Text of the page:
Trusts, are they a trick or treat?

“Everything just a little different in Texas”, said Ed Lange, “We always have trouble with out-of state lenders who want to vest title in the name of a trust. In fact, it happened just last month. Under Texas law, a trust is not an entity – it’s a relationship—so we must vest title in the name of the Trustee, as a trustee of the ___ Trust, date X/X/X’”.  

“Sometimes lenders disagree”, Ed continued, “and I need to explain that if title is vested in a trust, and a trust is not an entity, then who could make a claim? If the trust is not an entity, and title is in the trust, then nobody has no standing to make a claim and/or bring a lawsuit. There are other potential issues in the validity of title and even defense of claims. But at the end of the day – it’s wordy but its how we have to do it TX”.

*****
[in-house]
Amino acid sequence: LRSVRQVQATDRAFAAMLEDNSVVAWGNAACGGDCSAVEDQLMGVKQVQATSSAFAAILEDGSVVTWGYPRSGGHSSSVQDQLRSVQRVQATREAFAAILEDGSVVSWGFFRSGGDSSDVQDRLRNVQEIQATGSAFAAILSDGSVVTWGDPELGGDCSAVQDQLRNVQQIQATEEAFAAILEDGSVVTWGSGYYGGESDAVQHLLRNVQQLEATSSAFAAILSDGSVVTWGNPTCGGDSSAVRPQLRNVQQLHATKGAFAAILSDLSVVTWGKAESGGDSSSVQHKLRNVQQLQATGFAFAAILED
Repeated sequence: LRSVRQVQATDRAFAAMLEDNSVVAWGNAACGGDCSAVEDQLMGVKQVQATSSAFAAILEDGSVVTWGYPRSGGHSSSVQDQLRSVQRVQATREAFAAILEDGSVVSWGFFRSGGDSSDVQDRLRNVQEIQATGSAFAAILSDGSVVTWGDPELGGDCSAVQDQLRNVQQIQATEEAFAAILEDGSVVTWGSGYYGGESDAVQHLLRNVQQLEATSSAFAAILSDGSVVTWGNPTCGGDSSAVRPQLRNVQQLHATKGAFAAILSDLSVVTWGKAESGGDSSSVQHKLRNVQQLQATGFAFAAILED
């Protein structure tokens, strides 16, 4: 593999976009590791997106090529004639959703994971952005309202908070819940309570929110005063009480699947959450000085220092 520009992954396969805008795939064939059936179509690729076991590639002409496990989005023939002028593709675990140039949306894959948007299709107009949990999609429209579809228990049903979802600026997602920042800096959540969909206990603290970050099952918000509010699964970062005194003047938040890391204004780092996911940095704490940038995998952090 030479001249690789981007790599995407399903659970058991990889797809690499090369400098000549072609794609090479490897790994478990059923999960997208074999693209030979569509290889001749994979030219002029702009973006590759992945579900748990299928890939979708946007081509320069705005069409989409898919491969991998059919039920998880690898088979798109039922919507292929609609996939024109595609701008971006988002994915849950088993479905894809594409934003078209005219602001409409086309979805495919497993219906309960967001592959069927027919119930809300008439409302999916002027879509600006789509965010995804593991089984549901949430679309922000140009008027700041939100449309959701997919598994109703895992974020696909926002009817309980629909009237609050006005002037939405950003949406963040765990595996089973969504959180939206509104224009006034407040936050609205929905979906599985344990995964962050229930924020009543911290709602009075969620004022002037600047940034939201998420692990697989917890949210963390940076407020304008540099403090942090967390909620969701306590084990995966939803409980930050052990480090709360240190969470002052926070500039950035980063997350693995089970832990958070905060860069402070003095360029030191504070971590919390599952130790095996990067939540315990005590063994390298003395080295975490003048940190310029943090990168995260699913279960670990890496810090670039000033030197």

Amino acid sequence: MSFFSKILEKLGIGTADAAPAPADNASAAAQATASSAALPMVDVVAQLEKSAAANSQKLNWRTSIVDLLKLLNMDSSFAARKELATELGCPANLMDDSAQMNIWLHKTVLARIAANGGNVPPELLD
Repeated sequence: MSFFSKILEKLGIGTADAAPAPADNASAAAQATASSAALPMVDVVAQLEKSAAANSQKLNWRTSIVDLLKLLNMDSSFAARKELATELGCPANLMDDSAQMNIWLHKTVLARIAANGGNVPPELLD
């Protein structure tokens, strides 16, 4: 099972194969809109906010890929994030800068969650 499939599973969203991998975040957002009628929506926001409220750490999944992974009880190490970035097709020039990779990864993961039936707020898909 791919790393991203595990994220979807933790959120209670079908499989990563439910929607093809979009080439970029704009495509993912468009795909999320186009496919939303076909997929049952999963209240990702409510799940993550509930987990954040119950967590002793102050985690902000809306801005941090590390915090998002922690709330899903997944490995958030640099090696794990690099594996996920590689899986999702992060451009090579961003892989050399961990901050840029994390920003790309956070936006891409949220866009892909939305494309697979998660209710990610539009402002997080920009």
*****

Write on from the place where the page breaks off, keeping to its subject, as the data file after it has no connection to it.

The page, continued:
Avoid a Horror Story Closing 

While the phrasing of for Trusts might be a bit tricky, we’ve got a treat for you: a simple checklist of the documents buyers and sellers will need if they hold title, will be taking title, or if they are depositing funds on behalf of a trust that: 

  1. Holds title and any of the original or successor trustees are now deceased or mentally incapacitated
  1. Holds title for a trust that is not a family trust for the benefit of the trustees  

What to bring: 

  • Full copy of the trust and any amendments 
  • If there is no change to the original settlor/trustors and title is held by same, only a trust certification is needed 
  • Any additional documentation that may be required for our review of the trust (i.e., affidavit of death, resignation of trustee, doctor’s certification of capacity and all other documents as needed for review) 

Don’t let a horror story ruin your closing, start working with your local Doma office today